The patentability of software is a controversial area of UK intellectual property law. The question seemed to be settled in a decision by the Court of Appeal in 2006 which outlined how courts should determine whether an invention consists purely of software, and therefore should not be awarded a patent.
That ruling took in two cases, one involving a company called Aerotel and another involving inventor Neal Macrossan.
In a judgment handed down today, the High Court apparently says that the UK-IPO was wrong to reject a patent application for an invention by London-based company Symbian.
The UK-IPO said in a statement that the judge did not apply the methodology outlined by the Court of Appeal in the Aerotel/Macrossan case. It will appeal the case because it believes that the new ruling makes it unclear what approach should be taken to software patent applications.
"The UK-IPO believes that when deciding whether this computer implemented invention is patentable, Mr Justice Patten did not apply the so-called 'Aerotel/Macrossan test', which was established by the Court of Appeal in the way intended," said a UK-IPO statement. "This in UK-IPO's view has created uncertainty about how the Aerotel/Macrossan test should be applied for inventions of this type."
Symbian makes operating systems for mobile devices and its invention in this case was related to the indexing of library functions to ensure operating system stability. It was awarded a patent by the European Patent Office (EPO) which has different rules on software patents.
The UK-IPO said that Mr Justice Patten's ruling in the High Court pointed out the discrepancy between EPO rules and UK-IPO ones.
The UK-IPO said that it will continue to decide on inventions' patentability based on the guidance it published previously, which itself is based on the Aerotel/Macrossan ruling. It did say, though, that it would "take account of the Symbian judgment in appropriate cases".
The UK-IPO has faced criticism before from courts on how it applied the Aerotel/Macrossan rulings to its own guidelines. In a High Court case in January Mr Justice Kitchin said that the UK-IPO had rejected some patent applications on the software grounds that they should have accepted.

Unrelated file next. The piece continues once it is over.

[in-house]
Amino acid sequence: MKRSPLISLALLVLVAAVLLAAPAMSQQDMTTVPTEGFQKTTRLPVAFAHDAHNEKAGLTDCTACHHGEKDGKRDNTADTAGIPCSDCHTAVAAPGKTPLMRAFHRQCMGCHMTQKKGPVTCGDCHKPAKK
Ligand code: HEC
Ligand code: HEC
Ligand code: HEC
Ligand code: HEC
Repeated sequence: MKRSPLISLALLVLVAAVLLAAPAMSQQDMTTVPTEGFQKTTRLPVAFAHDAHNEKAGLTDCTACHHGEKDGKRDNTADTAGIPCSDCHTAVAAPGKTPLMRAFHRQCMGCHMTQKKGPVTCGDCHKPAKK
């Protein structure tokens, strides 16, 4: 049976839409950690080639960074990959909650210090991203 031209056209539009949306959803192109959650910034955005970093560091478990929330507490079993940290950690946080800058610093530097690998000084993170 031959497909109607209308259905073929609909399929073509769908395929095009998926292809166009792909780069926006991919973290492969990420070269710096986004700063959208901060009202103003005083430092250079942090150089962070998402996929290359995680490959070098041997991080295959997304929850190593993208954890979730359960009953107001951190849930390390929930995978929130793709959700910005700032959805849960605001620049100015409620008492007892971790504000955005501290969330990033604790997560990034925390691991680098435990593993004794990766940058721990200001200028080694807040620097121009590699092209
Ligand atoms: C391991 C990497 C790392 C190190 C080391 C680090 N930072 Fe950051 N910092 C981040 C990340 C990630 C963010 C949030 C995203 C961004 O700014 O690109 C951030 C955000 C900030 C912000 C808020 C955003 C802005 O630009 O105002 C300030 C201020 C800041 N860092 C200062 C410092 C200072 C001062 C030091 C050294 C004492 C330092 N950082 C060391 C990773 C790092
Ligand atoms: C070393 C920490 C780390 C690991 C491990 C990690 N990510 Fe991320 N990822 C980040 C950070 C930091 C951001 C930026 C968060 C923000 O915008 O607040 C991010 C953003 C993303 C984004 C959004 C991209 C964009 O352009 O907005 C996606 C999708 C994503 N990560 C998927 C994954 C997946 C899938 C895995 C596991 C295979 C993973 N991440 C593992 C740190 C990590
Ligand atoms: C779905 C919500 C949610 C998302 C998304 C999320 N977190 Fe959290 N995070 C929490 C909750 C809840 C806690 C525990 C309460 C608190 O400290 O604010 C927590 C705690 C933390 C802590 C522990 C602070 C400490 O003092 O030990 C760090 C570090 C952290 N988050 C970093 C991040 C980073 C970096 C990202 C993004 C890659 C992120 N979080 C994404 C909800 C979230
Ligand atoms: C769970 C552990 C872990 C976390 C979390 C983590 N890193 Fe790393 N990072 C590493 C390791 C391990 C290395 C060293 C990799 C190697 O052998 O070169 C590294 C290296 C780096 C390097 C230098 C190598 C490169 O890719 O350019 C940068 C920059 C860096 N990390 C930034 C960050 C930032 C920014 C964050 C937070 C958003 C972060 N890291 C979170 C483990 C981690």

"The question I must now consider is whether the decision prohibits the patenting of all computer programs and, in particular, those which under the old approach would have been considered to make a conventional computer operate in a new way so as to deliver a relevant technical contribution," wrote Mr Justice Kitchin in his High Court ruling.
"UK-IPO has apparently concluded that it does and so has reverted to its previous practice of rejecting all computer program claims … I do not detect anything in the reasoning of the Court of Appeal which suggests that all computer programs are necessarily excluded," he wrote.
The original UK-IPO application by Symbian was heard by Mrs S E Chalmers. She applied the four-step test laid out in the Aerotel/Macrossan ruling and found that the invention was a computer program and nothing more, and therefore could not be patented.
"The actual role of the DLL [dynamic link library] has not been changed by the claimed invention - it still provides exactly the same functionality as it had before," she wrote in her ruling. "What has changed is the manner in which the DLL has been accessed – it is now done by an additional piece of software in the form of the interface. I therefore find that the contribution made by the claims on file, the main claims and the first auxiliary claims boils down to nothing more than a computer program and hence is excluded from patentability."